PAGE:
continue. It is not clear what these affordances will be, nor what they will mean with
regard to the complexity of communication challenges and how these will be addressed
in the distance education arena.
PERSPECTIVE ON DISTANCE EDUCATION
Distance education is defined by Moore and Kearsley (2012) as “teaching and planned
learning in which teaching normally occurs in a different place from learning, requiring
communication through technologies as well as special institutional organization” (p. 2).
The difference between
distance education
and
distance learning
is important.
Distance
education
is the responsibility of the sponsoring educational institution or organization
and the instructor;
distance learning
is what students do, and therefore mainly the
students’ responsibility. These two concepts are often confused.
Education
and
learning
are not the same and it does not help that many authors use these expressions
synonymously.
Add to this confusion the many terms that have emerged the past two decades such as
elearning, ubiquitous learning
,
blended learning
,
pervasive learning
and
mobile learning
that are really misnomers (most of the time when these terms are used, the speaker or
author is talking about both learning
and teaching
); there is a significant conceptual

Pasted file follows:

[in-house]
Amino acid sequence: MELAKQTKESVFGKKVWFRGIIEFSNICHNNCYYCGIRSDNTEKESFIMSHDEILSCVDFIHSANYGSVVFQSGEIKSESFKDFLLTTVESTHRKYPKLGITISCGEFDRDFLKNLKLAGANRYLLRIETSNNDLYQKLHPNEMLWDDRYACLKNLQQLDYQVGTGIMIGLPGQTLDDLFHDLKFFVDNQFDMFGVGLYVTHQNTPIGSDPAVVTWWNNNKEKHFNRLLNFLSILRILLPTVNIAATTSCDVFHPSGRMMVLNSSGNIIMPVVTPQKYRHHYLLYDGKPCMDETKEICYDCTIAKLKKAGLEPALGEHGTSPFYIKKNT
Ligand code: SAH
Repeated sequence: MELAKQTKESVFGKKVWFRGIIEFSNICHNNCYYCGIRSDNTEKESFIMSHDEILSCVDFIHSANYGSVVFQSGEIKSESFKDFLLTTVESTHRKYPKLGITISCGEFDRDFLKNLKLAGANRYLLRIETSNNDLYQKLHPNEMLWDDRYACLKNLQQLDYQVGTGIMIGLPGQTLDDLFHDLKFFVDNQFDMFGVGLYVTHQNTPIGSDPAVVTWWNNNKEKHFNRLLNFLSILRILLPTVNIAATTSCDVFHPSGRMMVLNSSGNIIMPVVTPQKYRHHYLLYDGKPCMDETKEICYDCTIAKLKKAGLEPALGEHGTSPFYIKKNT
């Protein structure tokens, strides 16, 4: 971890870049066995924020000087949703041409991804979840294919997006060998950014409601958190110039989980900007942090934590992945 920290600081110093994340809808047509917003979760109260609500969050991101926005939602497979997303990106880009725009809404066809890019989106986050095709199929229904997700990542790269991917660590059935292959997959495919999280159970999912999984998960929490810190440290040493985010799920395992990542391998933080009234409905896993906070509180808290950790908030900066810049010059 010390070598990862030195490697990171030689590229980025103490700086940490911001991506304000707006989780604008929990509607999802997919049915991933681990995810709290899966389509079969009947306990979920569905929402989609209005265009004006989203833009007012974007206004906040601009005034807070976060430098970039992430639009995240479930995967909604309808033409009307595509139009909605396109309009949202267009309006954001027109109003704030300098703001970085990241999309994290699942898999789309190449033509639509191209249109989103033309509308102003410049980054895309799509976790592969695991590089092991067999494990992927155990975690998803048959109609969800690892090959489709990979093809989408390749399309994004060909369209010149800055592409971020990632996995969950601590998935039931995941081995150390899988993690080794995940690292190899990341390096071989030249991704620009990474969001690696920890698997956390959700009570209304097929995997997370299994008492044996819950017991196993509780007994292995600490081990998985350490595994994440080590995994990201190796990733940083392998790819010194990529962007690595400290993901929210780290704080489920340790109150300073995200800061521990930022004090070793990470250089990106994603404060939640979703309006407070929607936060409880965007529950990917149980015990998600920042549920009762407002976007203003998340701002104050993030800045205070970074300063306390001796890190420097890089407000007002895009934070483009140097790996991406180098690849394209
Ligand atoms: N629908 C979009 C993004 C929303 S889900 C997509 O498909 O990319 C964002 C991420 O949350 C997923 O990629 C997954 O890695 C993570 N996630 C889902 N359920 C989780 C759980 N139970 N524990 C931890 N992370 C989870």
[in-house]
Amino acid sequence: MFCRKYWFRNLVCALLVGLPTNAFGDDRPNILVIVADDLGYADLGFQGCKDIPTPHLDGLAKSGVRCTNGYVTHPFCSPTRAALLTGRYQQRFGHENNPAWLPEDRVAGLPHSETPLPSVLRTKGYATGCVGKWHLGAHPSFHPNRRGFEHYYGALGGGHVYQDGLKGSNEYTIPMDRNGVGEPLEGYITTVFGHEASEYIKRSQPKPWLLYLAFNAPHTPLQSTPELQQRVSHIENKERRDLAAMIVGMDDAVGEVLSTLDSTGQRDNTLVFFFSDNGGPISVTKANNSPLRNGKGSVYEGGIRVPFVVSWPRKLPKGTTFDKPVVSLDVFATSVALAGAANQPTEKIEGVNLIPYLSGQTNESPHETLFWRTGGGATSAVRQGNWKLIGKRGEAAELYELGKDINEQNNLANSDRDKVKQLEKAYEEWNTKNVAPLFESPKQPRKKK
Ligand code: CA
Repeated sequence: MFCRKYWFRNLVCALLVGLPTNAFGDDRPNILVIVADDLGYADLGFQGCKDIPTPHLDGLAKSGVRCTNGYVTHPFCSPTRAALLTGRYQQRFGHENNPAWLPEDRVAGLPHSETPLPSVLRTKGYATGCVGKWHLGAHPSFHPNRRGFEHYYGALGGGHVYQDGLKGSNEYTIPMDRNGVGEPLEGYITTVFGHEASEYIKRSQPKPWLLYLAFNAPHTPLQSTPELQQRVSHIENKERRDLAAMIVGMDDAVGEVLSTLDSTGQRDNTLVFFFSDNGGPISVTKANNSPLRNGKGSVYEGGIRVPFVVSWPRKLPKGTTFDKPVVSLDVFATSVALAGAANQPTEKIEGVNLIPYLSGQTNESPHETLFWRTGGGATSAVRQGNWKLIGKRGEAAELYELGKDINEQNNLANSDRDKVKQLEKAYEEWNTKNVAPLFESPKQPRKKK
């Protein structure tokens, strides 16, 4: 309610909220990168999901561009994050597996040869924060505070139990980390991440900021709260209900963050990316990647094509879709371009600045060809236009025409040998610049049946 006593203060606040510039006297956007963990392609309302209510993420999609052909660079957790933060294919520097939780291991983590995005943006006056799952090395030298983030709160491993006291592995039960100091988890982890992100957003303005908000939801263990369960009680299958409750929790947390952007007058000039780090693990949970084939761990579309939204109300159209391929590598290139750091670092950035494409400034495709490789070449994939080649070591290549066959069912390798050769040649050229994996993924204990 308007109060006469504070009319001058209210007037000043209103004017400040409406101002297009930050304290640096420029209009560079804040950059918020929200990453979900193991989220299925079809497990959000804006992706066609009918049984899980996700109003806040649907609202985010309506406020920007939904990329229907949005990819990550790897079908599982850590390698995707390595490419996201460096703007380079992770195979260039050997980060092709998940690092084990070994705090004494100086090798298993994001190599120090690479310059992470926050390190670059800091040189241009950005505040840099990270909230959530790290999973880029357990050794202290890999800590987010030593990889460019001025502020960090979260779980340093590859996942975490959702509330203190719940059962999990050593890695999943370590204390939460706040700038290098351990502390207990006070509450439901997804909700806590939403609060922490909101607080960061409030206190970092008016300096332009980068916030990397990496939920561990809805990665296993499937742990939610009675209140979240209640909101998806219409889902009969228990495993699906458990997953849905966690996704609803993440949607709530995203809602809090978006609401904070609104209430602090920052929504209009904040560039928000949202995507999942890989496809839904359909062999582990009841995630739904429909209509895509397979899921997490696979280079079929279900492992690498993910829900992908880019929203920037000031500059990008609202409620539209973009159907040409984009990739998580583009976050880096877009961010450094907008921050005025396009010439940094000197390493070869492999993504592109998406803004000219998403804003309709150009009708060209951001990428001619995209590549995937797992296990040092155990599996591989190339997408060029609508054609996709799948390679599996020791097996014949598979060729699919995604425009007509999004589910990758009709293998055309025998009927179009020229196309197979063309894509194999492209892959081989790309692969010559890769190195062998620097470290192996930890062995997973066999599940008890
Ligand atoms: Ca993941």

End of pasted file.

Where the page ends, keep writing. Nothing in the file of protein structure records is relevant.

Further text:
problem. So, while some shifting of the use of terms such as
distance education, online
learning,
and
mobile learning
is acknowledged in the sections that follow, it is done
because I tried to follow the terminology used by the authors of the literature cited.
Moving on, there are many ways to categorize and define barriers in distance education.
For the purposes of this paper, the following are some of the important types of barriers
and some characteristics of them that directly or indirectly affect communication:
cognitive distance
(or epistemological or conceptual understanding)
refers to how homogeneous students are among themselves, or between
a student and teacher, with respect to conceptual understanding. The
more cognitive distance there is, the more difficult it is for concept
development through discussion (Carr, Gardner, Odell, Mumsch, &